Psychological disorders are perhaps the most dangerous ones as they largely go undiagnosed. People tend to treat a psychological problem as a routine matter and avoid it. These disorders can be stressful for the person experiencing them or the ones around him. A recent study by the Baltimore Sheppard Pratt Health System has pointed towards a potential cure for a very common psychological disorder; the bipolar disorder.
Bipolar disorder is rampant in the US. With more than 3 million reported cases annually, it falls under one of the most common disorders. The disorder is associated with rapid changes in the energy and activity levels of an individual and strong mood swings. The patient can go from being extremely elated to being very depressive in a short span of time.
Psychologists have administered medications to treat bipolar disorder, these included mood stabilizers, atypical antipsychotics, and antidepressants. For fuller recovery psychologists practice psychotherapy along with medication.
The elated episodes are termed as the manic episodes while the periods of hopelessness are called depressive episodes. These unusually intense emotional phases can upset the sleep patterns and can directly affect the behavior of the individual.
Sometimes the patients do not have extreme manic and depressive episodes and the disorder can then go undetected because psychological disorders do not give any physical symptoms.
In extreme conditions, bipolar disorder can get coupled with anxiety disorder and attention-deficit hyperactivity disorder.
Studies have shown that there is a key link between the intestinal tract and the central nervous system (CNS). This connection is dubbed as the ‘gut-brain axis’ (GBA). GBA allows for the two systems to effectively communicate. It lets the immune system maintain a healthy number of microorganisms in the gastrointestinal tract.
The gut-brain axis is also responsible for the smooth communication between the endocrine system, the immune system, and the automatic nervous system.
A microbial imbalance may cause the gastrointestinal tract to become inflamed and it has been linked to a number of allergies and psychiatric mood swings. Having the right number of probiotics present in the gut stops any imbalances that may arise. This, in turn, helps with avoiding psychiatric sessions.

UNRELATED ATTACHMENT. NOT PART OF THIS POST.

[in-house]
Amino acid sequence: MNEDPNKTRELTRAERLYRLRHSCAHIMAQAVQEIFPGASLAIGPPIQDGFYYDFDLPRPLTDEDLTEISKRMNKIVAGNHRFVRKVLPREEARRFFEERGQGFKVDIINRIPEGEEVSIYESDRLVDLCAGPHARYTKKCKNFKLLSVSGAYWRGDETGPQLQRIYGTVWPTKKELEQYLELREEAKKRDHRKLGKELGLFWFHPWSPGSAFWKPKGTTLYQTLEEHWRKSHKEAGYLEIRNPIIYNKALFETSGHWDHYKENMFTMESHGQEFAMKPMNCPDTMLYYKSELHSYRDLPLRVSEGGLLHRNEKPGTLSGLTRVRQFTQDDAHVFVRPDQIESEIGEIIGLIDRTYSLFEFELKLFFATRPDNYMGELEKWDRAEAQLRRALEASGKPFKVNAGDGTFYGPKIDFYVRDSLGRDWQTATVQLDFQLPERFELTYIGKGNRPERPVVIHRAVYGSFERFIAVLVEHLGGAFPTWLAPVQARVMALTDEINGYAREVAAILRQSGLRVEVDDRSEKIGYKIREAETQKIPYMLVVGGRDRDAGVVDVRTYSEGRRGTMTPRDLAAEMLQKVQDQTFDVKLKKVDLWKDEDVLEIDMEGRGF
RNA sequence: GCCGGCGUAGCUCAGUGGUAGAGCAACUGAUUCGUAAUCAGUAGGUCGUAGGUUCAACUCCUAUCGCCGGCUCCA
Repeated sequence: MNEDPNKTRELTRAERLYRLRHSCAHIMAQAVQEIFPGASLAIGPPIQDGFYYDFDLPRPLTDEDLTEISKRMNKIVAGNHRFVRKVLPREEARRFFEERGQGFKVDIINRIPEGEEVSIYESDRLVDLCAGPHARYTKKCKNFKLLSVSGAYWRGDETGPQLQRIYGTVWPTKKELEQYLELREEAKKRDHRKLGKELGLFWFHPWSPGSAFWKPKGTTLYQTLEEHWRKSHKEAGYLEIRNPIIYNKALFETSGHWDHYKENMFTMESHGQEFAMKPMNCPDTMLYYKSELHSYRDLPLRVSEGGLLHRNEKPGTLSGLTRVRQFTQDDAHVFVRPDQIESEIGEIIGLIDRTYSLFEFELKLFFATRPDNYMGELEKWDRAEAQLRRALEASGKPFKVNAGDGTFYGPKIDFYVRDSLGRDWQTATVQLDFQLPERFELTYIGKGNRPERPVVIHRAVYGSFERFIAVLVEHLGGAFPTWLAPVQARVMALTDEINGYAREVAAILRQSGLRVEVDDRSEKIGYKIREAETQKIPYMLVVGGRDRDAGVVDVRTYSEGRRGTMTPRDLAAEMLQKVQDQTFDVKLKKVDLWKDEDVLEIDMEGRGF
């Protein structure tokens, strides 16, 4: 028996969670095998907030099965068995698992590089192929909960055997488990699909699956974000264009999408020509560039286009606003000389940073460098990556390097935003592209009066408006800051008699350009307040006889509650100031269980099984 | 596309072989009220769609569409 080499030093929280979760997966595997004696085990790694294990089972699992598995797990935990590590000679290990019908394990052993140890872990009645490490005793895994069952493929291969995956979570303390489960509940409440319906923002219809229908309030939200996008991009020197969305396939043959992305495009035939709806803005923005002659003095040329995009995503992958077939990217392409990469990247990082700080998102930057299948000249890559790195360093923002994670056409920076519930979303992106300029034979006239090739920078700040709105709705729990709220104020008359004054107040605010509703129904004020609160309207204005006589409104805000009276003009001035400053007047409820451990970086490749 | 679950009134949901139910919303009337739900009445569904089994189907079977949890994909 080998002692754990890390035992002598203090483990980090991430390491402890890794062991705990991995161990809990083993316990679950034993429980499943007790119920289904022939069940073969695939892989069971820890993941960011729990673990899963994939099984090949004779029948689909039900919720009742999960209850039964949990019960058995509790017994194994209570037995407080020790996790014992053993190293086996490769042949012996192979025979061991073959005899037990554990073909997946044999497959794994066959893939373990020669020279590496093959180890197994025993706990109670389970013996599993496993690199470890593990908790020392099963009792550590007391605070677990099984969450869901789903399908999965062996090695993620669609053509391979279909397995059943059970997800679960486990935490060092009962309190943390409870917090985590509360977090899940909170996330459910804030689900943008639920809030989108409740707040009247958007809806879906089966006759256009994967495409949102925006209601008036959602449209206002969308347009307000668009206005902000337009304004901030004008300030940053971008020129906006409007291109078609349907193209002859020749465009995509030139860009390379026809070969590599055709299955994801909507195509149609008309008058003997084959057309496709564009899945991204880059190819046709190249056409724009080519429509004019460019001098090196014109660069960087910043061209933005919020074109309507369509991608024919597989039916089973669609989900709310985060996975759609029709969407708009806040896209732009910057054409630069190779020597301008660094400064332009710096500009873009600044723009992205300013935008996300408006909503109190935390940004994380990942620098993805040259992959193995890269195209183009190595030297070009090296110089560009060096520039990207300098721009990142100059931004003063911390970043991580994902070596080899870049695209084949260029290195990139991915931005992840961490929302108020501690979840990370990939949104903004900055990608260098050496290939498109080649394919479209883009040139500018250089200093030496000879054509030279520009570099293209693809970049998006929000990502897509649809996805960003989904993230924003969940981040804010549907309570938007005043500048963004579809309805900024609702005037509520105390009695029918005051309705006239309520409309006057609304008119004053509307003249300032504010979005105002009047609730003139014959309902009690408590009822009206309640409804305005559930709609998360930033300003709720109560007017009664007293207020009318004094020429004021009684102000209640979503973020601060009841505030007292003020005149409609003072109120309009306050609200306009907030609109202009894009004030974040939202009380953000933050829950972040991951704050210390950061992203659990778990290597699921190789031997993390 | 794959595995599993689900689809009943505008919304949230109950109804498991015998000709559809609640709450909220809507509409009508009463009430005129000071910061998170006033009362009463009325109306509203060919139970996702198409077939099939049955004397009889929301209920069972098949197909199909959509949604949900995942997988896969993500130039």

The research carried out by the Baltimore Sheppard Pratt Health System has successfully identified a probiotic supplement which restricts the inflammation of the digestive system. Inflammation in the gut has been known to worsen bipolar disorder.
Probiotic organisms are nonpathogenic or ‘good’ bacteria. Dr. Faith Dickerson, a renowned clinical psychologist, said, “Previous studies have identified correlations between immunological abnormalities and mania, and this may contribute to the acute mood state.
With increasing evidence about the potential benefits of probiotics to regulate mood through the gut-brain axis, we saw an opportunity to further explore the use of probiotics as there have been no published trials with mania.”
Dr. Faith Dickerson also serves as the Director of Stanley Research at Shepperd Pratt Health System, Baltimore. Her team researched the rehospitalization rate among the patients. They prescribed adjunctive probiotics 33 of 66 patients after discharge. These were to be taken over a course of 24 weeks.
The patients under study were kept in contact via weekly phone calls and monthly in-person visits. The other 33 were given a traditional placebo treatment.
According to a press release of the 33 who were taking placebo 24 were rehospitalized. On the contrary, only 8 of 33 were rehospitalized from the group that was prescribed the probiotic treatment.
While selecting the patients who were to receive the probiotic treatment, to prevent any bias, their selection criteria were random. They randomly allocated discharged patients to receive 24 weeks of adjunctive probiotics — Lactobacillus rhamnosus strain GG and Bifidobacterium animalis subsp. lactis strain Bb12 – or adjunctive placebo to investigate the effect of treatment on the risk for rehospitalization.
Dr. Faith in her press release said, “Our study provides evidence that the administration of probiotic organisms can alter the clinical course of individuals discharged following hospitalization for mania. The adjunctive use of probiotics might represent a major addition to the therapeutic armamentarium for the management of mania and other mood disorders.”
Our understanding of the psychiatric disorders was limited up to the point where we could only administer antipsychotic drugs to control the effects from the disorders. Findings like these can prove pivotal. It is intriguing that something as simple as a probiotic could be the nature’s way of tackling psychiatric problems.
According to Dr. Faith, this finding could prove to be a step in the right direction. It could pave the way for a new medication that are based on natural substances. It will also enable us to better understand the disorders and their causes.